Difficult election for Mexico

Sunday’s midterm election in Mexico will make history. The political climate is heating up because of the boycott threats by teachers, violence against candidates, and uncertainty in the areas with heavy drug-trafficking presence. Add to this the President Enrique Peña Nieto’s administration’s blunders to explain the profound frustration among Mexicans.

The novelty is that, as a result of political reform, for the first time there are 116 independent candidates, 22 of which seek the federal Chamber of Deputies. This is a positive development because it allows to escape the rigid party structure. Some candidates are serious and others not so much, but all of them are a vehicle for citizen involvement in searching for alternatives given the discredit of the traditional parties.

Education reform is also at the forefront of this election, and, ironically, the Los Pinos proposals ended up being used to blackmail the government. The national education workers’ union CNTE threatened to boycott the election in the states of Guerrero, Michoacán and Oaxaca to block the process of teachers’ evaluation, a key piece of the reform.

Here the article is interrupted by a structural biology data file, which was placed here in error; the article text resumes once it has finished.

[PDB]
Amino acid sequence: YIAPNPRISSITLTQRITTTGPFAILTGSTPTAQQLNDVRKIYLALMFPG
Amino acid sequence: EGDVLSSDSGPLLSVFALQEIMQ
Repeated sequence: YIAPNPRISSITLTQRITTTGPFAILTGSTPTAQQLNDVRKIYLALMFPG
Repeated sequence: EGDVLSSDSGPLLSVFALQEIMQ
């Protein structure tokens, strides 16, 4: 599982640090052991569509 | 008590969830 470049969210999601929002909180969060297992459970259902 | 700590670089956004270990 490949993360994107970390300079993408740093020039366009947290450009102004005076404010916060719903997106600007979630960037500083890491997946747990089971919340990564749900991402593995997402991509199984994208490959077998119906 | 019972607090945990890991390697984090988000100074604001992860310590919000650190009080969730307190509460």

What happened with the teachers only contributes to wear down Peña Nieto’s image after the disappearance of the 43 students and the government mismanagement of the case. What happened in Iguala, as well as Apatizangán and other places, put the spotlight on the incestuous relationship between power, death and impunity across Mexican institutions like the army.

At the same time, corruption suspicions reached the President and his inner circle with the “casa blanca” case. Again, underestimating the popular reaction left the leader off balance, and he even tried to justify his lack of integrity by labeling it an issue of culture and human condition. What’s working best for the president and his party is the lack of disciplined opposition. The left is divided and the right seems absorbed by making deals with the government.

It is not surprising that a low voter turnout is anticipated. Mexicans today share a strong and justified cynicism, distrust and impotence towards the political establishment. Let’s wait and see what the thermometer indicates after Sunday’s election.